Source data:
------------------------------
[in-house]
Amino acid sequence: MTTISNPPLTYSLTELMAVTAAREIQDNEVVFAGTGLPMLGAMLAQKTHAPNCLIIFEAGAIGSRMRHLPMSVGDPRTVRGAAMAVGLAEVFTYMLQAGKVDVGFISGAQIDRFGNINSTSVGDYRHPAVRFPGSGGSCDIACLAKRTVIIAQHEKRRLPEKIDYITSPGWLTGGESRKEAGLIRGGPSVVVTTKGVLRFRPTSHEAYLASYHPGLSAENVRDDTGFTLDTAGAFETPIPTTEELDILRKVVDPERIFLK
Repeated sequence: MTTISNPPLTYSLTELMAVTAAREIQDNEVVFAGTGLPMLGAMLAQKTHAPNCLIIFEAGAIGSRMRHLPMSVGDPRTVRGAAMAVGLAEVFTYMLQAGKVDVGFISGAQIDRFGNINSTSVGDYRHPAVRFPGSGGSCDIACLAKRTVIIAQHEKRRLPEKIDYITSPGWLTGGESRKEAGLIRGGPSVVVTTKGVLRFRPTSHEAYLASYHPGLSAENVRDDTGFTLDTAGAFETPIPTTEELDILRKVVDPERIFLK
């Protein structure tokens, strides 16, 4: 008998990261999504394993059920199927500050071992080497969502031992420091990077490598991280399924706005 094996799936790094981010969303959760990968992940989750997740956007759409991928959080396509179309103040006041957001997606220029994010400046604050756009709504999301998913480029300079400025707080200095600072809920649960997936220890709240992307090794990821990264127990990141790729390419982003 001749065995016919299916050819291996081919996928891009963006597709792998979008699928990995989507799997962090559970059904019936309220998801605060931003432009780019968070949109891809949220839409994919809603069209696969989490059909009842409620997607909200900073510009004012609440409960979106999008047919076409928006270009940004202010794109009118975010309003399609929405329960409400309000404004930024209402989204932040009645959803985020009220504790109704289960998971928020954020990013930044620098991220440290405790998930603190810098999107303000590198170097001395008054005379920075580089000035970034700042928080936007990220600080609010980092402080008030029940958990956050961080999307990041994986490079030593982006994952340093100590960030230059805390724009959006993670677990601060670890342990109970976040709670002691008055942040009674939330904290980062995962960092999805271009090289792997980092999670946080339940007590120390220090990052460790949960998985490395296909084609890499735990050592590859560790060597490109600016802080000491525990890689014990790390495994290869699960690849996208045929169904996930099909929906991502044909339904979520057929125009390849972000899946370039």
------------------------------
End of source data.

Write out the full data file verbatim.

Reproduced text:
[in-house]
Amino acid sequence: MTTISNPPLTYSLTELMAVTAAREIQDNEVVFAGTGLPMLGAMLAQKTHAPNCLIIFEAGAIGSRMRHLPMSVGDPRTVRGAAMAVGLAEVFTYMLQAGKVDVGFISGAQIDRFGNINSTSVGDYRHPAVRFPGSGGSCDIACLAKRTVIIAQHEKRRLPEKIDYITSPGWLTGGESRKEAGLIRGGPSVVVTTKGVLRFRPTSHEAYLASYHPGLSAENVRDDTGFTLDTAGAFETPIPTTEELDILRKVVDPERIFLK
Repeated sequence: MTTISNPPLTYSLTELMAVTAAREIQDNEVVFAGTGLPMLGAMLAQKTHAPNCLIIFEAGAIGSRMRHLPMSVGDPRTVRGAAMAVGLAEVFTYMLQAGKVDVGFISGAQIDRFGNINSTSVGDYRHPAVRFPGSGGSCDIACLAKRTVIIAQHEKRRLPEKIDYITSPGWLTGGESRKEAGLIRGGPSVVVTTKGVLRFRPTSHEAYLASYHPGLSAENVRDDTGFTLDTAGAFETPIPTTEELDILRKVVDPERIFLK
């Protein structure tokens, strides 16, 4: 008998990261999504394993059920199927500050071992080497969502031992420091990077490598991280399924706005 094996799936790094981010969303959760990968992940989750997740956007759409991928959080396509179309103040006041957001997606220029994010400046604050756009709504999301998913480029300079400025707080200095600072809920649960997936220890709240992307090794990821990264127990990141790729390419982003 001749065995016919299916050819291996081919996928891009963006597709792998979008699928990995989507799997962090559970059904019936309220998801605060931003432009780019968070949109891809949220839409994919809603069209696969989490059909009842409620997607909200900073510009004012609440409960979106999008047919076409928006270009940004202010794109009118975010309003399609929405329960409400309000404004930024209402989204932040009645959803985020009220504790109704289960998971928020954020990013930044620098991220440290405790998930603190810098999107303000590198170097001395008054005379920075580089000035970034700042928080936007990220600080609010980092402080008030029940958990956050961080999307990041994986490079030593982006994952340093100590960030230059805390724009959006993670677990601060670890342990109970976040709670002691008055942040009674939330904290980062995962960092999805271009090289792997980092999670946080339940007590120390220090990052460790949960998985490395296909084609890499735990050592590859560790060597490109600016802080000491525990890689014990790390495994290869699960690849996208045929169904996930099909929906991502044909339904979520057929125009390849972000899946370039």